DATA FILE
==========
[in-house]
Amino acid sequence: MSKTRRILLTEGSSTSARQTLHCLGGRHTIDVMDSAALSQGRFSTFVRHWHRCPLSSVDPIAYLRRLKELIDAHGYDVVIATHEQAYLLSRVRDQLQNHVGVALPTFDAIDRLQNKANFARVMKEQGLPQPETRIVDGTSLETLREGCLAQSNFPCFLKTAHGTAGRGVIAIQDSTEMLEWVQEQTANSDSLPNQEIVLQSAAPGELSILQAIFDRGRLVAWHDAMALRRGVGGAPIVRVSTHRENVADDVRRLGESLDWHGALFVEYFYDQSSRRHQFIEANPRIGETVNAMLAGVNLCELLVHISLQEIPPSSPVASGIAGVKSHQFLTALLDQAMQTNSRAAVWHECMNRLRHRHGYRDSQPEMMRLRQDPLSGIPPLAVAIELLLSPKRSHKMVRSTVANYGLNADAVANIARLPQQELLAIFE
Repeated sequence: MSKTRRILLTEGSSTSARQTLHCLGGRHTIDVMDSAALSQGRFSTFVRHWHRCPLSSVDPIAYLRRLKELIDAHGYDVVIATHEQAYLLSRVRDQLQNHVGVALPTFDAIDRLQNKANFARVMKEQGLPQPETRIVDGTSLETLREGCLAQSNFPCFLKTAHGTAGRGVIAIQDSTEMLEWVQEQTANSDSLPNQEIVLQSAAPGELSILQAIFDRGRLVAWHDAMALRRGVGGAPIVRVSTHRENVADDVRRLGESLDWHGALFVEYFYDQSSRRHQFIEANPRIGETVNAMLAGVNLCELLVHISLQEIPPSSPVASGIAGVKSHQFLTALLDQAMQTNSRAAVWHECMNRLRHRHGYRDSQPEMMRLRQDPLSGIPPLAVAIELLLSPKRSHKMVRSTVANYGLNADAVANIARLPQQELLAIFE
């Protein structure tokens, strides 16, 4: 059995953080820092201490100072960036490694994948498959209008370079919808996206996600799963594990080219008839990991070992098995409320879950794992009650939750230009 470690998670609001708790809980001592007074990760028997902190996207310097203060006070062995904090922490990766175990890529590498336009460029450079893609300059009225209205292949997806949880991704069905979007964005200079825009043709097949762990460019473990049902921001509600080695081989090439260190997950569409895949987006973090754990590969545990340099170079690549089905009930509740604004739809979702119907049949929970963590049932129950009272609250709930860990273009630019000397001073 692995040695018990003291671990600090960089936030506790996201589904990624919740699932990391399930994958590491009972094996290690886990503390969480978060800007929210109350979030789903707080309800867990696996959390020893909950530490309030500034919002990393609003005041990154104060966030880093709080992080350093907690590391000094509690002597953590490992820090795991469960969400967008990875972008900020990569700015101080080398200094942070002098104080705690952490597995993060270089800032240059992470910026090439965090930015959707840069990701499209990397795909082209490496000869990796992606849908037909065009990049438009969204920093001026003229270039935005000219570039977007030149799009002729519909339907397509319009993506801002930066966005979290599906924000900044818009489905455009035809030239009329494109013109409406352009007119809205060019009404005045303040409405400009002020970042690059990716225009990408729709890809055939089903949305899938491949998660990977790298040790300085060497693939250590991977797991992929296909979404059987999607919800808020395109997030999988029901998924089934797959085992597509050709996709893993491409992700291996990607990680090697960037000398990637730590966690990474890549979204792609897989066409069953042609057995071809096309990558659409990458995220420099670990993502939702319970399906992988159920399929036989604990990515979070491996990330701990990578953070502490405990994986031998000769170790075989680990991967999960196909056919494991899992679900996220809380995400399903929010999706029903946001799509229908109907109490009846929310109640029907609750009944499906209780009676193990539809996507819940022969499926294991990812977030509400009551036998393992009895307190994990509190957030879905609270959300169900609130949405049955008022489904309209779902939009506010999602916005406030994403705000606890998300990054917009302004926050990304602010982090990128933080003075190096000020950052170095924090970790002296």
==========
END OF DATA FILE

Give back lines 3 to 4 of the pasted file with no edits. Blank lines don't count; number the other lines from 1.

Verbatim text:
Repeated sequence: MSKTRRILLTEGSSTSARQTLHCLGGRHTIDVMDSAALSQGRFSTFVRHWHRCPLSSVDPIAYLRRLKELIDAHGYDVVIATHEQAYLLSRVRDQLQNHVGVALPTFDAIDRLQNKANFARVMKEQGLPQPETRIVDGTSLETLREGCLAQSNFPCFLKTAHGTAGRGVIAIQDSTEMLEWVQEQTANSDSLPNQEIVLQSAAPGELSILQAIFDRGRLVAWHDAMALRRGVGGAPIVRVSTHRENVADDVRRLGESLDWHGALFVEYFYDQSSRRHQFIEANPRIGETVNAMLAGVNLCELLVHISLQEIPPSSPVASGIAGVKSHQFLTALLDQAMQTNSRAAVWHECMNRLRHRHGYRDSQPEMMRLRQDPLSGIPPLAVAIELLLSPKRSHKMVRSTVANYGLNADAVANIARLPQQELLAIFE
């Protein structure tokens, strides 16, 4: 059995953080820092201490100072960036490694994948498959209008370079919808996206996600799963594990080219008839990991070992098995409320879950794992009650939750230009 470690998670609001708790809980001592007074990760028997902190996207310097203060006070062995904090922490990766175990890529590498336009460029450079893609300059009225209205292949997806949880991704069905979007964005200079825009043709097949762990460019473990049902921001509600080695081989090439260190997950569409895949987006973090754990590969545990340099170079690549089905009930509740604004739809979702119907049949929970963590049932129950009272609250709930860990273009630019000397001073 692995040695018990003291671990600090960089936030506790996201589904990624919740699932990391399930994958590491009972094996290690886990503390969480978060800007929210109350979030789903707080309800867990696996959390020893909950530490309030500034919002990393609003005041990154104060966030880093709080992080350093907690590391000094509690002597953590490992820090795991469960969400967008990875972008900020990569700015101080080398200094942070002098104080705690952490597995993060270089800032240059992470910026090439965090930015959707840069990701499209990397795909082209490496000869990796992606849908037909065009990049438009969204920093001026003229270039935005000219570039977007030149799009002729519909339907397509319009993506801002930066966005979290599906924000900044818009489905455009035809030239009329494109013109409406352009007119809205060019009404005045303040409405400009002020970042690059990716225009990408729709890809055939089903949305899938491949998660990977790298040790300085060497693939250590991977797991992929296909979404059987999607919800808020395109997030999988029901998924089934797959085992597509050709996709893993491409992700291996990607990680090697960037000398990637730590966690990474890549979204792609897989066409069953042609057995071809096309990558659409990458995220420099670990993502939702319970399906992988159920399929036989604990990515979070491996990330701990990578953070502490405990994986031998000769170790075989680990991967999960196909056919494991899992679900996220809380995400399903929010999706029903946001799509229908109907109490009846929310109640029907609750009944499906209780009676193990539809996507819940022969499926294991990812977030509400009551036998393992009895307190994990509190957030879905609270959300169900609130949405049955008022489904309209779902939009506010999602916005406030994403705000606890998300990054917009302004926050990304602010982090990128933080003075190096000020950052170095924090970790002296």